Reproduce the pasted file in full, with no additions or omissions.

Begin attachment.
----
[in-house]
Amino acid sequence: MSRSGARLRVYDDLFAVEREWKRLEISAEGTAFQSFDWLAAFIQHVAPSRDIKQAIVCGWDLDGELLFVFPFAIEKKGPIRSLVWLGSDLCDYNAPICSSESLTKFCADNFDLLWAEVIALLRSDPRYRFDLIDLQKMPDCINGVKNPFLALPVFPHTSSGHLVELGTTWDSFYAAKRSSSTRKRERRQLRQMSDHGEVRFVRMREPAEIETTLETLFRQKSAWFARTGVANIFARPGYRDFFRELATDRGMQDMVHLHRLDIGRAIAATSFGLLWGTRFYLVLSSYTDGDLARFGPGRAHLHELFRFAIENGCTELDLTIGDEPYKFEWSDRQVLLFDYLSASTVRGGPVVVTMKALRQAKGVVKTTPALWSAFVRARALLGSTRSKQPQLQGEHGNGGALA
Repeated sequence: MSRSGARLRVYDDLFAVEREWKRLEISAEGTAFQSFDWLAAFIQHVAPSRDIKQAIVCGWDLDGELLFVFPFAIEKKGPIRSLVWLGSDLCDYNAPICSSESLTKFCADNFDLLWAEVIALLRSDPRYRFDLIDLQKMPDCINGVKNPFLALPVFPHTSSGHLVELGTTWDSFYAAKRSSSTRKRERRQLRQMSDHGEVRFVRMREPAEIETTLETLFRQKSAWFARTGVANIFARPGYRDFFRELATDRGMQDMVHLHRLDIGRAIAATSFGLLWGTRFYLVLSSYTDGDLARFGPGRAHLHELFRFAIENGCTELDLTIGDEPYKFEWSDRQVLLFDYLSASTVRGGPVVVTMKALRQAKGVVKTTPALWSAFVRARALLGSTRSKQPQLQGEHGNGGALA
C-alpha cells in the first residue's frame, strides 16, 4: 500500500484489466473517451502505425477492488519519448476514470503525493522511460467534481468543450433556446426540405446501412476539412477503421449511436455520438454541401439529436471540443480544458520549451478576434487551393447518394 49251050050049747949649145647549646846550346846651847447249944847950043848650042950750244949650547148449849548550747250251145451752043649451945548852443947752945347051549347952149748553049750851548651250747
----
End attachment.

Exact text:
[in-house]
Amino acid sequence: MSRSGARLRVYDDLFAVEREWKRLEISAEGTAFQSFDWLAAFIQHVAPSRDIKQAIVCGWDLDGELLFVFPFAIEKKGPIRSLVWLGSDLCDYNAPICSSESLTKFCADNFDLLWAEVIALLRSDPRYRFDLIDLQKMPDCINGVKNPFLALPVFPHTSSGHLVELGTTWDSFYAAKRSSSTRKRERRQLRQMSDHGEVRFVRMREPAEIETTLETLFRQKSAWFARTGVANIFARPGYRDFFRELATDRGMQDMVHLHRLDIGRAIAATSFGLLWGTRFYLVLSSYTDGDLARFGPGRAHLHELFRFAIENGCTELDLTIGDEPYKFEWSDRQVLLFDYLSASTVRGGPVVVTMKALRQAKGVVKTTPALWSAFVRARALLGSTRSKQPQLQGEHGNGGALA
Repeated sequence: MSRSGARLRVYDDLFAVEREWKRLEISAEGTAFQSFDWLAAFIQHVAPSRDIKQAIVCGWDLDGELLFVFPFAIEKKGPIRSLVWLGSDLCDYNAPICSSESLTKFCADNFDLLWAEVIALLRSDPRYRFDLIDLQKMPDCINGVKNPFLALPVFPHTSSGHLVELGTTWDSFYAAKRSSSTRKRERRQLRQMSDHGEVRFVRMREPAEIETTLETLFRQKSAWFARTGVANIFARPGYRDFFRELATDRGMQDMVHLHRLDIGRAIAATSFGLLWGTRFYLVLSSYTDGDLARFGPGRAHLHELFRFAIENGCTELDLTIGDEPYKFEWSDRQVLLFDYLSASTVRGGPVVVTMKALRQAKGVVKTTPALWSAFVRARALLGSTRSKQPQLQGEHGNGGALA
C-alpha cells in the first residue's frame, strides 16, 4: 500500500484489466473517451502505425477492488519519448476514470503525493522511460467534481468543450433556446426540405446501412476539412477503421449511436455520438454541401439529436471540443480544458520549451478576434487551393447518394 49251050050049747949649145647549646846550346846651847447249944847950043848650042950750244949650547148449849548550747250251145451752043649451945548852443947752945347051549347952149748553049750851548651250747